In December 2011, I was having a comically bad time. I was on the brink of losing my apartment, I was in full “who am I / what am I doing / how do I be a person” mode, and while I knew I wanted to write comedy, I had no idea how to do it. (And if you’ve ever been a position where you want to be someplace but are completely lost on how to get there, you know what a fresh hell that is.)

I knew I wanted to make people laugh, and I knew I wanted to do it in a way that let me to have a conversation with whoever was reading what I had to say. I’d read Elizabeth Sankey’s Dawson’s Creek recaps like a freakish obsessive and wanted to do something similar, but I still felt stuck. Ultimately, I felt trapped by the cyclical nature of insecurity: I wanted to write comedy and I knew I could probably do a good job if I worked really hard, but because I wasn’t really writing the kind of pieces I had in mind for any other site or magazine, I figured maybe there was a reason. Maybe I was just a weirdo.

Well, I am a weirdo. But shortly before Christmas 2011, I was having a conversation with a HelloGiggles editor via Tumblr/Gchat who threw it out there: “Hey, if you ever want to do a regular series, we’d love to have you.”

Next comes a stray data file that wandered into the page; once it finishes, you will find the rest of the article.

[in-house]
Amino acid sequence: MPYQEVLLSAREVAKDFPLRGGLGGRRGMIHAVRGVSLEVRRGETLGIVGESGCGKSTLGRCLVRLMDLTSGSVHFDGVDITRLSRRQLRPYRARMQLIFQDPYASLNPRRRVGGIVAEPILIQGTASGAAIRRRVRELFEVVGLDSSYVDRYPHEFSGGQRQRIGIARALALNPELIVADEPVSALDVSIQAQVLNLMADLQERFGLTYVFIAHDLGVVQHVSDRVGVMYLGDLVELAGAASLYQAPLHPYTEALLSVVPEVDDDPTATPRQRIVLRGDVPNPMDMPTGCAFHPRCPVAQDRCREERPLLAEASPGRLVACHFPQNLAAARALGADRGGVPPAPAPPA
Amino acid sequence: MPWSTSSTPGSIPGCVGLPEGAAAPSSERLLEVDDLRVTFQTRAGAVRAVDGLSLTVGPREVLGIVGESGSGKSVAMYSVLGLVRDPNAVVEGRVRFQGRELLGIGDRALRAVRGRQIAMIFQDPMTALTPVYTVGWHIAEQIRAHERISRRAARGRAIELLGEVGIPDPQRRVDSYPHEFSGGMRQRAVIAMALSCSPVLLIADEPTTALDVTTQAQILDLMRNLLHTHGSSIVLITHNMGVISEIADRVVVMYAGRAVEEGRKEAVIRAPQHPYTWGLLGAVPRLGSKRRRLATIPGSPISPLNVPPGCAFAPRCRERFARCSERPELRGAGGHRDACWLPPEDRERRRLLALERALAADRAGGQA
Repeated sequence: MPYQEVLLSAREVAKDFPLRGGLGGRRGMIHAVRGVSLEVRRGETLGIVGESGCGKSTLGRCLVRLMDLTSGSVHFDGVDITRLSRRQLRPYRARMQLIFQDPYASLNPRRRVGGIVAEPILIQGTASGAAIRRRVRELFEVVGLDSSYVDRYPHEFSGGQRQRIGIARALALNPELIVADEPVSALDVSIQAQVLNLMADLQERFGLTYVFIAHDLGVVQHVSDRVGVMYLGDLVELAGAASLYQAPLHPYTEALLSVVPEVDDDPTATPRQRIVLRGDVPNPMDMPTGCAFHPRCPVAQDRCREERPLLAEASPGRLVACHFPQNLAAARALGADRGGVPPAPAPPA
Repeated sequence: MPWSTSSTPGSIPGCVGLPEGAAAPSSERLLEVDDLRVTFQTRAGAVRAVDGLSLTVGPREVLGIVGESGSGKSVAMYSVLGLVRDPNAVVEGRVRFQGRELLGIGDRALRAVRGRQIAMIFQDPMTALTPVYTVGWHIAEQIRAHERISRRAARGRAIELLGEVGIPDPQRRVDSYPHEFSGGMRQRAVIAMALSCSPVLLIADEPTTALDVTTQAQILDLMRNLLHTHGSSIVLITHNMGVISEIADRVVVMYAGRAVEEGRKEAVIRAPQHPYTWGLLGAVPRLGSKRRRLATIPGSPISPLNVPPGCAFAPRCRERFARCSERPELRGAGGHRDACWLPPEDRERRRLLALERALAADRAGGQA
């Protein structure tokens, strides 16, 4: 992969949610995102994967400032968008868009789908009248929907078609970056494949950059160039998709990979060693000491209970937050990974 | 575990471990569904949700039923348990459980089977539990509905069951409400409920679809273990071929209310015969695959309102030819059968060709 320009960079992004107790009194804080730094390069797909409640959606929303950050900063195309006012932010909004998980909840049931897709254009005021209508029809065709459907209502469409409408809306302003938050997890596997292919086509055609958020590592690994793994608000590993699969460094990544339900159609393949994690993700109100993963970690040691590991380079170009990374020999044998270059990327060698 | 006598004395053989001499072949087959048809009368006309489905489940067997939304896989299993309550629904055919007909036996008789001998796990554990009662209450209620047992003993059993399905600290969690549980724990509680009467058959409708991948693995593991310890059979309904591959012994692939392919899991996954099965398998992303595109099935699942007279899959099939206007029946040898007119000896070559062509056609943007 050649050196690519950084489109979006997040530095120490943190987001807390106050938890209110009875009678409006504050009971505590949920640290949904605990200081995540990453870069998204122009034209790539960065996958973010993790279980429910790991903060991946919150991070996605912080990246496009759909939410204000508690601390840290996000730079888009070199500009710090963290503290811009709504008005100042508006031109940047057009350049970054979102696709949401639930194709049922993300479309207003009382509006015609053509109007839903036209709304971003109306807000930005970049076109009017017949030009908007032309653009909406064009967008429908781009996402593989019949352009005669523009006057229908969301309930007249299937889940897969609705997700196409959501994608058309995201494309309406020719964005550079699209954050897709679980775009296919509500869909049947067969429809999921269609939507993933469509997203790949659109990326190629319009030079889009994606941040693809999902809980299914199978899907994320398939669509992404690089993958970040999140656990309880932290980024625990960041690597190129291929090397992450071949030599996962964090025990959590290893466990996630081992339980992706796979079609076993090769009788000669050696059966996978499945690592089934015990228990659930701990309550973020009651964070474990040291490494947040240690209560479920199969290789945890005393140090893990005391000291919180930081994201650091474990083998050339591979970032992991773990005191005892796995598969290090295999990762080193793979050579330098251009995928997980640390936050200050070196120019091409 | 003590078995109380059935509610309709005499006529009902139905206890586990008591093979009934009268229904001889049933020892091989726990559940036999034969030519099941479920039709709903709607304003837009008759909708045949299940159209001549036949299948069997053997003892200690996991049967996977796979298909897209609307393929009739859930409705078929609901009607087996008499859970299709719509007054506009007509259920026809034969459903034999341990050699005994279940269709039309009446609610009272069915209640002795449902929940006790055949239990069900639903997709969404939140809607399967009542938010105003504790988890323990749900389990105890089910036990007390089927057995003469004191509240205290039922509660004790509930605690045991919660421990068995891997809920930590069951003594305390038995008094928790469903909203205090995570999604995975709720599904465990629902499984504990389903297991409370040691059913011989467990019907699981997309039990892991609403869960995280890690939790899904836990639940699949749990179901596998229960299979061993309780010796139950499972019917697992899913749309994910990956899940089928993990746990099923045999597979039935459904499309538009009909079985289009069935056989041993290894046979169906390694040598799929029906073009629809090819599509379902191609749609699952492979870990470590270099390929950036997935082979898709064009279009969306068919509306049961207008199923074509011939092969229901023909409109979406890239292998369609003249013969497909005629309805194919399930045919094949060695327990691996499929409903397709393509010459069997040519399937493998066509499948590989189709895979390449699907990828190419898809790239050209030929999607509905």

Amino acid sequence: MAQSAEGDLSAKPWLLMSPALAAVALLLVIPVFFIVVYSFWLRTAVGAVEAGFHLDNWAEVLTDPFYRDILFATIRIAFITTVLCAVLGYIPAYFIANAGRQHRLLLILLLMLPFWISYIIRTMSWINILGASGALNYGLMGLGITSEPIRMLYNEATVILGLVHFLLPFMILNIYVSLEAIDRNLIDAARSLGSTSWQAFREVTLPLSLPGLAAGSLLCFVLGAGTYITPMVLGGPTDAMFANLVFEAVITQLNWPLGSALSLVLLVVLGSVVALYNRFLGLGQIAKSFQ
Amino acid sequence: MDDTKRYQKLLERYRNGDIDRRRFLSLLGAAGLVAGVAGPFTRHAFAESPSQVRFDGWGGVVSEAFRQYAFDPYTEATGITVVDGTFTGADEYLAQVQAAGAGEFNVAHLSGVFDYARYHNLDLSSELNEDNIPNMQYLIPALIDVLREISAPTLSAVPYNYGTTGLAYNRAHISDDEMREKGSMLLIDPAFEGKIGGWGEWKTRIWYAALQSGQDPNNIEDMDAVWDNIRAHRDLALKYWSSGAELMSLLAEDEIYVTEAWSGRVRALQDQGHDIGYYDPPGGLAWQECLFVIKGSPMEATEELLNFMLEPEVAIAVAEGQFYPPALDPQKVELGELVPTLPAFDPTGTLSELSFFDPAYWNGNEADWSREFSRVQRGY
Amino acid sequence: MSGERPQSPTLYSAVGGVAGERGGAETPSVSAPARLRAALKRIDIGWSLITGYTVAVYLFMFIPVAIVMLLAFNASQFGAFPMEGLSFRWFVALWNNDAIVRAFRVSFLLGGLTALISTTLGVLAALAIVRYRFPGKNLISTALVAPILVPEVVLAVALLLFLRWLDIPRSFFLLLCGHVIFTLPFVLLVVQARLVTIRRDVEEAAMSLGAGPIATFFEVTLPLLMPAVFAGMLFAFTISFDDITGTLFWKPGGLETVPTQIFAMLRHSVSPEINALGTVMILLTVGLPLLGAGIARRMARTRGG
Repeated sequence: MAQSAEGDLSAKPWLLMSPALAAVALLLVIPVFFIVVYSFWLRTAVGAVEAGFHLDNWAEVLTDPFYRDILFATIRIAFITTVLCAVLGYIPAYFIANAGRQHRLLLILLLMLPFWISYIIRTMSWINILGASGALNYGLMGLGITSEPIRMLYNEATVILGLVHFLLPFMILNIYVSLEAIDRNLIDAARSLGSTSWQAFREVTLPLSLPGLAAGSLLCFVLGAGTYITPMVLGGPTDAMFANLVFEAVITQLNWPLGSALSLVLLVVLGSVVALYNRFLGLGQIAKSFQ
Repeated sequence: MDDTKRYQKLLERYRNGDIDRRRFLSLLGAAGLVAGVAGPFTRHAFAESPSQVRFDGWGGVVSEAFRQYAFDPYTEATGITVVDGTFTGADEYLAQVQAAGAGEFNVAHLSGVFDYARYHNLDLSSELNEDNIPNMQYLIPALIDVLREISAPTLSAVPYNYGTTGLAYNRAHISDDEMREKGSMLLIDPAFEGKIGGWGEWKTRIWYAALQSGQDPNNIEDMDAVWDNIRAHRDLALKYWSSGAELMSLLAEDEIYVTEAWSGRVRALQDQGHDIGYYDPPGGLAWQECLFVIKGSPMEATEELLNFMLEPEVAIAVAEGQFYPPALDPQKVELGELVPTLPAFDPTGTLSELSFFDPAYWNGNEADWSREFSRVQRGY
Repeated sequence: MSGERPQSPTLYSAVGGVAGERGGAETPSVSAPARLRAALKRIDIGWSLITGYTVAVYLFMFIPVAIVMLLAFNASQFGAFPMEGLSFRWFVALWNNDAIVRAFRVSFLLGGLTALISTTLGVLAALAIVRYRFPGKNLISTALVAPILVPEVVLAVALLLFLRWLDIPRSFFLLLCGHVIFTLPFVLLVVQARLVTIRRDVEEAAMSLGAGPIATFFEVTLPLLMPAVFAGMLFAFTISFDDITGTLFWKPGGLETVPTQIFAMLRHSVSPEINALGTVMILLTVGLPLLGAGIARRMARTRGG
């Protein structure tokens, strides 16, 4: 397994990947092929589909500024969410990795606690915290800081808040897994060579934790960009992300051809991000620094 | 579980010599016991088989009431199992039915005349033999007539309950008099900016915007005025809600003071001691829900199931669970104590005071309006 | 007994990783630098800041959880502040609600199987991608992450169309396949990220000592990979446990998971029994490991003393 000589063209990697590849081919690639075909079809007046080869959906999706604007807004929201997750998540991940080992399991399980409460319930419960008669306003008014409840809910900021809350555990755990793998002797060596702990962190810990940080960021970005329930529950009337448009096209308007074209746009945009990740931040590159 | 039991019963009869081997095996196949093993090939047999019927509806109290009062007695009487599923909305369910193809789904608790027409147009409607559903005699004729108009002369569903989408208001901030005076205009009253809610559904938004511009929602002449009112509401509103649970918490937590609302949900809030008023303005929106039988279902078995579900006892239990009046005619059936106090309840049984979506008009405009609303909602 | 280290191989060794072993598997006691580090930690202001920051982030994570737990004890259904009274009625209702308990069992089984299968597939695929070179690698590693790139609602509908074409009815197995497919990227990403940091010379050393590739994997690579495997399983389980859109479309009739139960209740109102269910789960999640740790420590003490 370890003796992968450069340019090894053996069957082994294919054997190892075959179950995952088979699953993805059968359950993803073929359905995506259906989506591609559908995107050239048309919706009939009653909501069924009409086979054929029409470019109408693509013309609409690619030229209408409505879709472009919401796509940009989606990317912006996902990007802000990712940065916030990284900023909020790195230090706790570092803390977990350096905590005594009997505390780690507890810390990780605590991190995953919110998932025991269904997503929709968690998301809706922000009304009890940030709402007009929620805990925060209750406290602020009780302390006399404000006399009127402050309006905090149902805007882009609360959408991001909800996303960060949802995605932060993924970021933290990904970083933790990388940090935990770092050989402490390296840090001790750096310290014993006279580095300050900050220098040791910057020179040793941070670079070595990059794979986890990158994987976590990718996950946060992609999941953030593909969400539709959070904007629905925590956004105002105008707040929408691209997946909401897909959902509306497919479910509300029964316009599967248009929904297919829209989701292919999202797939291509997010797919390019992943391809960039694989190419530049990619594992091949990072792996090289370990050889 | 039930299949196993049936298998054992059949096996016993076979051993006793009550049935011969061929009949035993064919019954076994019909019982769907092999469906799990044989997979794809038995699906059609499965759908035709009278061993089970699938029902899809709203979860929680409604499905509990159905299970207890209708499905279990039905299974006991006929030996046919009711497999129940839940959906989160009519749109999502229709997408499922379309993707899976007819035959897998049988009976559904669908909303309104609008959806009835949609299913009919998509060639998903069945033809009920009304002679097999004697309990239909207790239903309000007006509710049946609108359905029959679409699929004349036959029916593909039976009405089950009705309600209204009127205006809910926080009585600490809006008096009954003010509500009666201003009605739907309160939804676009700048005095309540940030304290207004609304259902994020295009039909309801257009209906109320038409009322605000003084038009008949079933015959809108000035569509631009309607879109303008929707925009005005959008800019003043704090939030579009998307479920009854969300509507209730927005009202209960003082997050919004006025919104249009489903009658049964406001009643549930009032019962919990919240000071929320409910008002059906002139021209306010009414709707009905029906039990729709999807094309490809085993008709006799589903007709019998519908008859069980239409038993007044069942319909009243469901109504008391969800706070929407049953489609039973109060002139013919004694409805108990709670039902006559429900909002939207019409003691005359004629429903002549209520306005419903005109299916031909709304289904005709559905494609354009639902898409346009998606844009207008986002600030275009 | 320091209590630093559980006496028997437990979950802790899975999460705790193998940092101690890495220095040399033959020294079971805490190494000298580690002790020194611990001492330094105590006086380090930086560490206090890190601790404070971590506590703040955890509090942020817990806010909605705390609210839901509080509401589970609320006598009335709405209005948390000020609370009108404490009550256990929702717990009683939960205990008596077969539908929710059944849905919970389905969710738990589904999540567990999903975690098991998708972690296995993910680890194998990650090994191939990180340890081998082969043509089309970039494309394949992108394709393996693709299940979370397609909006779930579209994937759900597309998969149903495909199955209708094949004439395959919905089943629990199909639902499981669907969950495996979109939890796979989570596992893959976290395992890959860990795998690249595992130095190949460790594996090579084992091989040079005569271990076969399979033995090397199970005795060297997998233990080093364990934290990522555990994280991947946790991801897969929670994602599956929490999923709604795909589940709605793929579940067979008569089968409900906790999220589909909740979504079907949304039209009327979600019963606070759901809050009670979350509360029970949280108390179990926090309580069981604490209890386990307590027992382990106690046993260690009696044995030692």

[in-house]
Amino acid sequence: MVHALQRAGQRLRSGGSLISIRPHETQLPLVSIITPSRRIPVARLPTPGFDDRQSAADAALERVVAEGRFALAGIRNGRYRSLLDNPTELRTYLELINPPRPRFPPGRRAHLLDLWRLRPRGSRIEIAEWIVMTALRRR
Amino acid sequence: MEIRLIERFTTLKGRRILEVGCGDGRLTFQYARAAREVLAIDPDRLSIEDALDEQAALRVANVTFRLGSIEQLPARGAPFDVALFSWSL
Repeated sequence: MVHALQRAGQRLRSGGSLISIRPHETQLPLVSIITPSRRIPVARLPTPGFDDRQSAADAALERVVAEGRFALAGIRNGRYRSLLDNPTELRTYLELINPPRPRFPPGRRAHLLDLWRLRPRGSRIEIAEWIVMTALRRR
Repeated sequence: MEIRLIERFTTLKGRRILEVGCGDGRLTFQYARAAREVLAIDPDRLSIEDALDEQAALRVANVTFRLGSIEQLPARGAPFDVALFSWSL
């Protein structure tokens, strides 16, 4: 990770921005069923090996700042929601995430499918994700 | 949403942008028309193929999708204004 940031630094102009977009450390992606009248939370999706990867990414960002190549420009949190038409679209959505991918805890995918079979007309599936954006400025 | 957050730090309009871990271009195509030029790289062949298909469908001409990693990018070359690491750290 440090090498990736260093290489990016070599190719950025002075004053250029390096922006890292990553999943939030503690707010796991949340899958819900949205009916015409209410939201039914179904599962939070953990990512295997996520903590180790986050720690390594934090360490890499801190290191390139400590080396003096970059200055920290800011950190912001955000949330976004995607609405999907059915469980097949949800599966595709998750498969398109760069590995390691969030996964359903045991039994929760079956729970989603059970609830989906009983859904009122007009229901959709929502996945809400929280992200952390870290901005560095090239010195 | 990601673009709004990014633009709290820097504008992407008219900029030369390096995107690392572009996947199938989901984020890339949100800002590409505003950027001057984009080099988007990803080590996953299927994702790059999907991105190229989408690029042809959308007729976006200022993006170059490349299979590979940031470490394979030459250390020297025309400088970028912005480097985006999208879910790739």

You have to understand that Christmas 2011 was the beginning of a very rough two years fuelled by what the other 11 months 2011 had brought. I wasn’t — as they say on TV shows — “in a great place.” In fact, I was in a “bad place.” But this offer — nay, this goddamn beacon of hope — made me think that despite everything else I was dealing with, maybe I could be funny and it could be at least a part of my job. I mean, if HelloGiggles thought I was funny enough to write about movies of our youths and teenagehoods, maybe I was. So I wrote the first Old Lady Movie Night piece for Christmas Eve 2011, and have been keeping it up ever since.

To be real (and when am I NOT, riddle me that), OLMN and HelloGiggles did something I desperately needed around that “dark time”: they made me feel like a capable, funny person when I was often feeling the opposite. And through HG, I also made serious boss friends (like fellow members of Maritza Lugo’s Internet Girl Gang — a bunch of whom I’m going to meet the week after next when I finally visit L.A.), I got addicted to series by Erin Mallory Long and Stacey McGunnigle, and ultimately also became a better writer. (I hope. I mean, I think so. I’m pretty sure. Hopefully.)

So what HelloGiggles gave me was not just a platform upon which to develop myself creatively (#important), but also a community who’ve become true-blue friends (aka besties, obviously). Did I expect those things four years ago? Honestly, I was just so excited to be here. (So, no.) But I would like to go back to circa-2011 me and tell me to keep writing, keep working, and to worry a little bit less, because there are places and editors and people who will find, and champion, and support you. It takes a while to find your voice, but it’s a whole lot easier when you’re developing it with the support of a slew of boss-women, who created a place for that very purpose.

Here’s to four more years (and the equivalent amount of Old Lady Movie Nights).